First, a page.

Tom Sweeney

It's a coming of age tale….

Archive for July, 2011

Coming to Terms with the Consumerization of IT

Posted by sweens on July 14, 2011

By: R “Ray” Wang
R “Ray” Wang is Principal Analyst and CEO at Constellation Research Group.
The corporate e-mail server is down, but work doesn’t grind to a halt. Everybody just switches to Gmail, Skype, or BB Chat to get around the inconvenience. For the most part, they’re using these consumer technologies at work already — often because they’re better than anything the IT department can provide.

Except at financial, defense-related, and other firms that still lock down employees’ network access for reasons of security and legal compliance, this is the new reality. Technologies available to consumers at low cost or even for free are increasingly pushing aside enterprise applications. They’re not just more familiar and more attractive to use, they’re often more reliable. Software-as-a-Service and Cloud vendors mostly deliver 99.9% uptime. In an upcoming Constellation Research survey of IT departments, preliminary results show internal reliability ranging from 97% to 99.1%.

For the next generation of knowledge workers, entering the workplace often feels like entering a computer science museum. Newly minted college grads face resistance to bringing their own devices to work, have to collaborate with ancient tools that lack basic Google Docs functionality, and face social media policies crafted by clueless legal teams without an understanding of the social psyche. That alone will add what I estimate to be a one-third productivity tax on the newly entered workforce — because workers have to hunt for information, applications inhibit collaboration, and legal requirements prevent business innovation.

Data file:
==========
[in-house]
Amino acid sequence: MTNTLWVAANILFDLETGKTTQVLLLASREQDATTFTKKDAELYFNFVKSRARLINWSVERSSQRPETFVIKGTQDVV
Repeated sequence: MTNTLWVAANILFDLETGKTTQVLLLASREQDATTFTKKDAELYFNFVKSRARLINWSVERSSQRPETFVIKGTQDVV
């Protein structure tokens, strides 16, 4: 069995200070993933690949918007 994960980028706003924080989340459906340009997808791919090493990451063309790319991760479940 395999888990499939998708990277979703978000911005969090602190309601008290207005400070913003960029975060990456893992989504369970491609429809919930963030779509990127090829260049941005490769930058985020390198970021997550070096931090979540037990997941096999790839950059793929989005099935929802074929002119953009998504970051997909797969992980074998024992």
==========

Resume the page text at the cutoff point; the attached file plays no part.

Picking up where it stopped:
Business Leaders Now Drive Technology Purchasing

For IT leaders accustomed to having control over corporate technology, this represents a huge challenge — and it’s one they’re not meeting very well. While overall corporate tech spending is up by 17 to 20% in our latest data, spending by IT departments is flat at best. It’s business leaders, not their IT colleagues, who are driving purchasing decisions. Which makes sense: business leaders are tasked with deploying technologies for strategic advantage. They must move fast to gain a competitive edge.

The big danger in this business-driven approach to technology is that it can be slapdash, leaving IT to spend all its time in clean-up mode. When IT leads the purchasing, systems remain structured, orderly, and efficient. However, businesses suffer under the weight of this standardization as market conditions change and IT can’t react fast enough.

So what’s a business supposed to do?

An Enterprise-Class Checklist for Consumerization of IT

From conversations with over 100 early adopters, we’ve found some elements that help IT teams and business leaders come to terms with the consumerization of IT. These six elements have emerged as a quick checklist for determining what kinds of consumer tech are appropriate the enterprise:

1. Simple. Solutions should embody design thinking at the outset. Technology should not require a manual. Solutions should be easy to use and self-service.
2. Scalable. Solutions should flex up and flex down as demand changes. Technology must work in a wide range of environments.
3. Safe. Organizations expect these solutions to not only integrate with ease but also not to harm existing systems or jeopardize how users perform daily work and operations. New technology must not adversely impact another proven system.
4. Secure. These solutions should pass encryption requirements, prevent data intrusion, and protect key intellectual property assets. Resources must be invested to fend off internal and external digital threats.
5. Sustainable. Consumer technologies must meet requirements for flexibility and adaptability over longer periods of time (e.g. 7 to 10 years). Platforms must allow users to extend and expand their functionality. Solutions should be extensible.